They have a general provider, they see someone for rheumatology, they see somebody for pulmonology, they see cardiology. And so, the information that they get from providers is not always consistent and in lockstep. And hypertension is one of those big areas because if you, if your primary care provider, let's say that they're not being aggressive about your blood pressure, and you have a blood pressure of 150 and they say, “That's okay.” And you come to me, and I'm like, my head's on fire. It's like that's 30 millimeters above the current recommended goal for blood pressure. We've got to take care of that, and we've got to take care of that right now.
And so, it [00:13:00] creates this tension in a patient. “Well, Dr. Smith says my blood pressure's okay, and I'm going to see Eileen and she's like up in arms about this.” You know there’s this mismatch for patients…and it's hard to overcome that in some patients because there's inertia on patient's part. “I don't want to take another pill.” “You're going to add another pill because it takes three or four blood pressure medicines to get my… and I'm already on three or four other pills,”
So you're fighting, kind of, upstream. But it's important to take those moments with patients and try and give them meaningful information. I think we don't do that a lot.
I think showing patients a graphic about what the guidelines say. “These are the current 22, 2022 guidelines for blood pressure. Your blood pressure should be [00:14:00] for sure below 130, we'd like it to be 120.” There's a great epidemiologic graph that shows you from blood pressures of 110 up to 180, by decile of age; the incremental, exponential increase in risk for stroke, heart attack, death, when you look at populations of patients for blood pressure.
And so, when I talk to patients, I say, “For every 10 millimeters you're above 110, you're increasing your risk. And the older you get, the steeper the curve, and so we want to get you at the low end.” But you have to think of a way to provide that information in this asynchronous kind of environment where there's this mismatch of information.
And that can be a little bit challenging and something that we have to think about, because nobody likes to pit provider against [00:15:00] provider, right? Because there are a lot of ways to do things, but we have to go to guideline-directed medical therapy.
And, and not everybody's up to date. And you know, sometimes you just have to say, ”The guideline that you've been told isn't the current guideline. This one's come out and this is what we're going to shoot for.” Yet, you know, do it in a positive spin. But it's important. The patient's health trumps our own egos. We have to make a difference in terms of long-term outcomes.
And if we can't get blood pressures controlled, we're not going to get reductions in heart attack, stroke, and death. We're just not. You know, putting in the fifth stent isn't going to make the difference. Taking care of somebody's blood pressure when they're 40 will make a difference in terms of progression to heart failure, or progression of coronary disease. So, there's a lot of opportunity there.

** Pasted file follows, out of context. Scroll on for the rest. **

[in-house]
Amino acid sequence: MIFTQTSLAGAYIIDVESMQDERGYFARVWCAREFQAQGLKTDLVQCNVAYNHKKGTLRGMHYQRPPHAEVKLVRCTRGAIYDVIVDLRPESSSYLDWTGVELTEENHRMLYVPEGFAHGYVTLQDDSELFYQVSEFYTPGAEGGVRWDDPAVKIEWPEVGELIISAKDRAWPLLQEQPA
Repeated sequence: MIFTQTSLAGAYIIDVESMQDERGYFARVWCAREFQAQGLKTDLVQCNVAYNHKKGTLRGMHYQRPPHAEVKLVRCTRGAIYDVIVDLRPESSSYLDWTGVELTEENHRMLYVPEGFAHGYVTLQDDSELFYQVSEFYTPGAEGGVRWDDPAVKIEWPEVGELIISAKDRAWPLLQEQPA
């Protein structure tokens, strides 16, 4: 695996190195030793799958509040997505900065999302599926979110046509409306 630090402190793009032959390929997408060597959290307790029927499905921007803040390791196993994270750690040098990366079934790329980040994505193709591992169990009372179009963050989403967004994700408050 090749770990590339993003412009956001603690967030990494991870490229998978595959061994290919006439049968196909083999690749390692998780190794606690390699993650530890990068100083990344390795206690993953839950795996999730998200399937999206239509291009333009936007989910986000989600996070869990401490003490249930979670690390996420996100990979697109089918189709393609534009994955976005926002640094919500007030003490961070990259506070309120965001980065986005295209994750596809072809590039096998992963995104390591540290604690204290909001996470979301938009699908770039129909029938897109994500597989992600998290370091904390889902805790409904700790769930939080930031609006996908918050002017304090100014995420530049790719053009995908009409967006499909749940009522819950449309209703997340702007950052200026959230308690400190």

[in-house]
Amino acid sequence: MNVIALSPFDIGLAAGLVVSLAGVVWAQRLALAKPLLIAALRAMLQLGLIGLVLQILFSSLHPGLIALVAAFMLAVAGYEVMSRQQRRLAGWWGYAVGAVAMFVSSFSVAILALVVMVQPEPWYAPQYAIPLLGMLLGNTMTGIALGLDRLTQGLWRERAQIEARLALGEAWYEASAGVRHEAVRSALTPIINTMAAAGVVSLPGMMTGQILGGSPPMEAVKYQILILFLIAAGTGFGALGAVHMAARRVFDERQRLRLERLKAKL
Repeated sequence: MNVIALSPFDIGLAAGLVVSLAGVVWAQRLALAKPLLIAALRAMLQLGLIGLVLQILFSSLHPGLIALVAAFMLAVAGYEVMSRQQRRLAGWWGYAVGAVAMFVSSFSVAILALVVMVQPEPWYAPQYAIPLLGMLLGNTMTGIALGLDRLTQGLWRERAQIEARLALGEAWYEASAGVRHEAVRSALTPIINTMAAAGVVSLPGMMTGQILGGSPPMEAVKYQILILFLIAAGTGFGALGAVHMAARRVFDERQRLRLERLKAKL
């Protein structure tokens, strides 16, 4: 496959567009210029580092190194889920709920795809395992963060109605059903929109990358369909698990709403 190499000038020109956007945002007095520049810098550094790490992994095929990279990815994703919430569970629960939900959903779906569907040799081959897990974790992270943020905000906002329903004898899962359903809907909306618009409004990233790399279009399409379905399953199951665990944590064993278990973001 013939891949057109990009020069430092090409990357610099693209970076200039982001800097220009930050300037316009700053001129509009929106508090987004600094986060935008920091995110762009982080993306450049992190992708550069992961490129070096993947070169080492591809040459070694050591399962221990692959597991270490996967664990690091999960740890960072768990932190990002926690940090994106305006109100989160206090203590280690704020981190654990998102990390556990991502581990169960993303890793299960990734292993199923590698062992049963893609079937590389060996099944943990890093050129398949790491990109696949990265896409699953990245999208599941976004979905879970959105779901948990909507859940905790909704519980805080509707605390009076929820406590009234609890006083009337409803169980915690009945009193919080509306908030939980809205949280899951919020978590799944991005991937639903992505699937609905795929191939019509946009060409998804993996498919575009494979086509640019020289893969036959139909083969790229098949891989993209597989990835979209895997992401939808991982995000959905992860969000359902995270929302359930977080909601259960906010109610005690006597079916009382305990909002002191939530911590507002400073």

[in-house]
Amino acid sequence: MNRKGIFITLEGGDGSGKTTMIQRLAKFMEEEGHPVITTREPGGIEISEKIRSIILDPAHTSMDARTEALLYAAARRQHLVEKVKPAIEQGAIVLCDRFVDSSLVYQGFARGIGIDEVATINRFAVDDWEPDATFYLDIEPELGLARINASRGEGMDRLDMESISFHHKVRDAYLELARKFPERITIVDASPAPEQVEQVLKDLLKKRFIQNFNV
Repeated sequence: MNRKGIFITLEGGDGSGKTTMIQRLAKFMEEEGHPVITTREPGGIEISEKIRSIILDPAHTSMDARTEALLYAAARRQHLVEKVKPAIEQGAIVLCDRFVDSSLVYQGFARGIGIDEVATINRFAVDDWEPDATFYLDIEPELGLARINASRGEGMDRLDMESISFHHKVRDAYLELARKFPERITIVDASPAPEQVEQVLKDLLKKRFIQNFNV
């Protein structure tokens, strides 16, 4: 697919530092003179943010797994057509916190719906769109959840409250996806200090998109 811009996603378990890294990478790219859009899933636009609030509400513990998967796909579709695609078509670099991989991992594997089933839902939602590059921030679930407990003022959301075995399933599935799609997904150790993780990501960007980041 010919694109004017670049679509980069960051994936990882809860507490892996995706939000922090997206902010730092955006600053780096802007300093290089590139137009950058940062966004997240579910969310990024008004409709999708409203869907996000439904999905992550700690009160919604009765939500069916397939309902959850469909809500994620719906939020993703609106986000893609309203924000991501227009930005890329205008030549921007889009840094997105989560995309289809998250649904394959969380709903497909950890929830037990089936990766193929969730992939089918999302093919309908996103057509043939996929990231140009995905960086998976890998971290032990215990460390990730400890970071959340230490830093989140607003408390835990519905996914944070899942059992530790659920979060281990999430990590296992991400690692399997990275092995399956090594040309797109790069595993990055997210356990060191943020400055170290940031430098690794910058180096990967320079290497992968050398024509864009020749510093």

Geralyn Warfield (host): We will resume our [00:16:00] conversation in just a moment.
Geralyn Warfield (host): We are back with Eileen Handberg. And we're going to switch gears just slightly to yet another way that we can all make a difference, and that has to do with leadership and involvement in professional associations and with our colleagues. So, Eileen, could you address that for us please?
Eileen Handberg (guest): Yeah, thanks Geralyn. This is something I'm very passionate about. There are 27 million nurses in the. Think about that. There are 27 million nurses. We are the largest boots on the ground providers of healthcare. And our voice is not commensurate with the number of providers that we have, and I take issue with that. That's a problem in my book.
It's an opportunity, and I understand that across the world, [00:17:00] how nursing has evolved is complex. It's seeped in a lot of cultural norms, roles that are long established and that what I'm going to say isn't an easy thing to do. It, it's not, necessarily, an easy thing to do in, in anybody's setting, but it's the most important thing to do for the profession.
We're the most trusted profession. We have the patient's lives in our hands more than any other provider because we are educators. We're communicators. We're the force of healthcare that represents the patient and the family. Lots of providers do great things, but the group that advocates for patients, generally, is nursing.
It's important [00:18:00] to lead. It's important to lead at the bedside, and nurses don't have any problem doing that. They do it every day, whether you're a clinic nurse, whether you're in the CCU, whether you're in the emergency room, you see it every day where a nurse has talked to the patient and the family. They have a desire, a need, some firmly held belief, and it's the nurse that helps articulate that to the healthcare team so that the care that's delivered matches that to the best possible way. It doesn't, it's not always a great match, but the voice is heard. That's leadership, and I applaud every nurse that's ever sat at the bedside and advocated—sometimes up against pretty strong forces—to make sure that the patient's voice is heard.